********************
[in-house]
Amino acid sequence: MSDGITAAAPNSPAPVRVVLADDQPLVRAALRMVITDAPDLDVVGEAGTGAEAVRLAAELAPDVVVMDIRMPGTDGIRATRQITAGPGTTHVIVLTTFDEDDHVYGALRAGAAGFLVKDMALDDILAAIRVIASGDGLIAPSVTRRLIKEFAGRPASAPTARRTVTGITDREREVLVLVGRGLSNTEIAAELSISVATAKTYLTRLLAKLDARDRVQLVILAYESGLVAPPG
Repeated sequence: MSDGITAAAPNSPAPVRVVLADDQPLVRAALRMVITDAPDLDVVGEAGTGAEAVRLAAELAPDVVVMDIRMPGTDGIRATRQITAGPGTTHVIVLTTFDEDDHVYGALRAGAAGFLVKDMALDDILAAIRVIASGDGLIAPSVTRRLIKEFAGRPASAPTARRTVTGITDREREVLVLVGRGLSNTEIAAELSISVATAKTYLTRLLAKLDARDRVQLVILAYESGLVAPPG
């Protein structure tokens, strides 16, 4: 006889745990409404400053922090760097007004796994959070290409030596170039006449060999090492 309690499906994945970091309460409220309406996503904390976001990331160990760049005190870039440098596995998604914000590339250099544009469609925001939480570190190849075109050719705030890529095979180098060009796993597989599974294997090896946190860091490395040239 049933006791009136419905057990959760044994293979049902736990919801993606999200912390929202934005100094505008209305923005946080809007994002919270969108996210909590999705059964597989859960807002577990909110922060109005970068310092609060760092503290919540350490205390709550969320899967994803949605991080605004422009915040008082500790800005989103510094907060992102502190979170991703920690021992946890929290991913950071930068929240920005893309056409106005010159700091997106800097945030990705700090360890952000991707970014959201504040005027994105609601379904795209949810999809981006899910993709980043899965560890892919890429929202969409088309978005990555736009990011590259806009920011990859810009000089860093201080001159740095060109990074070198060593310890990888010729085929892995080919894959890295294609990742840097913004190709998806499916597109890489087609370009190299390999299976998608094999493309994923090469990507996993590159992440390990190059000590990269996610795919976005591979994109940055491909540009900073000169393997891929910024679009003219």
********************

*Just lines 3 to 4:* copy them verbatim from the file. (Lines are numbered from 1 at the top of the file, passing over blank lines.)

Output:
Repeated sequence: MSDGITAAAPNSPAPVRVVLADDQPLVRAALRMVITDAPDLDVVGEAGTGAEAVRLAAELAPDVVVMDIRMPGTDGIRATRQITAGPGTTHVIVLTTFDEDDHVYGALRAGAAGFLVKDMALDDILAAIRVIASGDGLIAPSVTRRLIKEFAGRPASAPTARRTVTGITDREREVLVLVGRGLSNTEIAAELSISVATAKTYLTRLLAKLDARDRVQLVILAYESGLVAPPG
């Protein structure tokens, strides 16, 4: 006889745990409404400053922090760097007004796994959070290409030596170039006449060999090492 309690499906994945970091309460409220309406996503904390976001990331160990760049005190870039440098596995998604914000590339250099544009469609925001939480570190190849075109050719705030890529095979180098060009796993597989599974294997090896946190860091490395040239 049933006791009136419905057990959760044994293979049902736990919801993606999200912390929202934005100094505008209305923005946080809007994002919270969108996210909590999705059964597989859960807002577990909110922060109005970068310092609060760092503290919540350490205390709550969320899967994803949605991080605004422009915040008082500790800005989103510094907060992102502190979170991703920690021992946890929290991913950071930068929240920005893309056409106005010159700091997106800097945030990705700090360890952000991707970014959201504040005027994105609601379904795209949810999809981006899910993709980043899965560890892919890429929202969409088309978005990555736009990011590259806009920011990859810009000089860093201080001159740095060109990074070198060593310890990888010729085929892995080919894959890295294609990742840097913004190709998806499916597109890489087609370009190299390999299976998608094999493309994923090469990507996993590159992440390990190059000590990269996610795919976005591979994109940055491909540009900073000169393997891929910024679009003219």